Feature When an ad hoc US Army unit was created to carry out 'culturally sensitive' tasks in Iraq, female soldiers found themselves in battles they weren't prepared for. Lioness documents their story.
Lines of combat
Shannon Morgan is a tall, broad-shouldered young woman. She's full of loose-limbed strength, and her face is soft and open, the face of a kid. Morgan served in the US Army as a mechanic. She was a member of the First Engineer Battalion, stationed in Ramadi, Iraq, between 2003 and 2004. When we first encounter her in the documentary Lioness, she's back in Mena, Arkansas (population 5,634), living on disability, drinking on the porch, and shooting squirrels and other wildlife for entertainment. She chain smokes and has trouble sleeping. Her elderly parents talk about her with a deep but reticent love - they know things were tough for her "over there" but they don't want to dwell on it.
"She done her job," her father says, and in the long silence that follows, pride, guilt and worry flit across his face. Morgan was one of the US servicewomen attached to an ad hoc unit called Team Lioness, created in 2003 in Iraq when male commanders realised that women could take on certain aspects of counter-insurgency operations much more effectively than men. They were needed, for example, at checkpoints, to pat Iraqi women down, and during predawn home raids, to calm the women and children huddled in corners of the house. As one male commander says in the film, he realised that servicewomen were "a tremendous asset we had neglected for years". After considering a number of names for the women - Shield Maidens was one suggestion - the leadership settled on Lionesses (apparently blissfully unaware of the derogatory connotations of the word in Arabic, in which it refers to an insatiable or aggressive woman).
Team Lioness wasn't a fully fledged unit. To be a Lioness meant that you might be pulled now and then from your regular duties and attached to a male unit for a particular mission. Women in the US Army are banned from taking part in ground combat. All the women featured in the film had gone to Iraq as supply clerks, mechanics and communications specialists. "When I enlisted in the Army," says Morgan, "I enlisted as a track vehicle mechanic. To be honest with you, I was never expecting to have to fire my weapon."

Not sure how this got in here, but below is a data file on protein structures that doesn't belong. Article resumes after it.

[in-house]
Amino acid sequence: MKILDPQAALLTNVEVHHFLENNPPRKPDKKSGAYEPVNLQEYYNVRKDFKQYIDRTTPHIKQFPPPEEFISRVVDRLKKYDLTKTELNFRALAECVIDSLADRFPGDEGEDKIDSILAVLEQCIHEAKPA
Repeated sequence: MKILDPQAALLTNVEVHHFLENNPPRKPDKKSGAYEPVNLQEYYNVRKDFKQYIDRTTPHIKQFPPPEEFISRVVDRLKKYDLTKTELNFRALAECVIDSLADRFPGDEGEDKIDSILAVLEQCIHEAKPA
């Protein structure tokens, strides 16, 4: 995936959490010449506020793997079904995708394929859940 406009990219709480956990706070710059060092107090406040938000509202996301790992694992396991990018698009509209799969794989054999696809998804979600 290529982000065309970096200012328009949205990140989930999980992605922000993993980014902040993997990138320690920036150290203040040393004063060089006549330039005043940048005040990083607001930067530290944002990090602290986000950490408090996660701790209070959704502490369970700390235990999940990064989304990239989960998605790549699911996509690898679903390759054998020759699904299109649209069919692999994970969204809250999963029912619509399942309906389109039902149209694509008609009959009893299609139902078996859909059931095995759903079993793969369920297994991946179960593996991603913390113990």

Instead, as the film shows, Morgan ended up attached to a Marine unit in the middle of one of the worst fire fights in Ramadi. Part of the problem was that the lines between combat and non-combat roles were "very grey lines, because there are no front lines in Iraq", says Major Kate Pendry Guttormsen, the company commander. The idea that women might be playing a new and difficult role in the Iraq war was what lead to the making of Lioness. The filmmakers Meg McLagan and Daria Sommers say the film emerged from conversations they had at the beginning of the Iraq war about women's role in the conflict. They noticed news reports about women soldiers and, says Sommers, "As women, as filmmakers, this became a way for us to look at the war in a different way. We thought: there's got to be really interesting stories."
A contact in Washington mentioned the Lioness project to them. An article in the Marine Times featured a list of female soldiers' names. Sommers and McLagan started tracking the women down. It was a lengthy process, they say, to get permission for the interviews, and to win the women's trust. In addition to being thrust into combat situations they weren't prepared for, the female soldiers were used as intermediaries between the army and Iraqi women and children. They were often sent to schools and used in outreach programmes. They were also involved in less benign operations. In the film, Ranie Ruthig, a tall, blonde mechanic and mother from the Midwest, describes her discomfort when she was tasked with calming down terrified Iraqi women and children during raids on their homes. Inside one house, Ruthig and another female soldier removed their helmets. "Once they saw we were females, they started trying to talk to us," says Ruthig. "I felt like the Gestapo."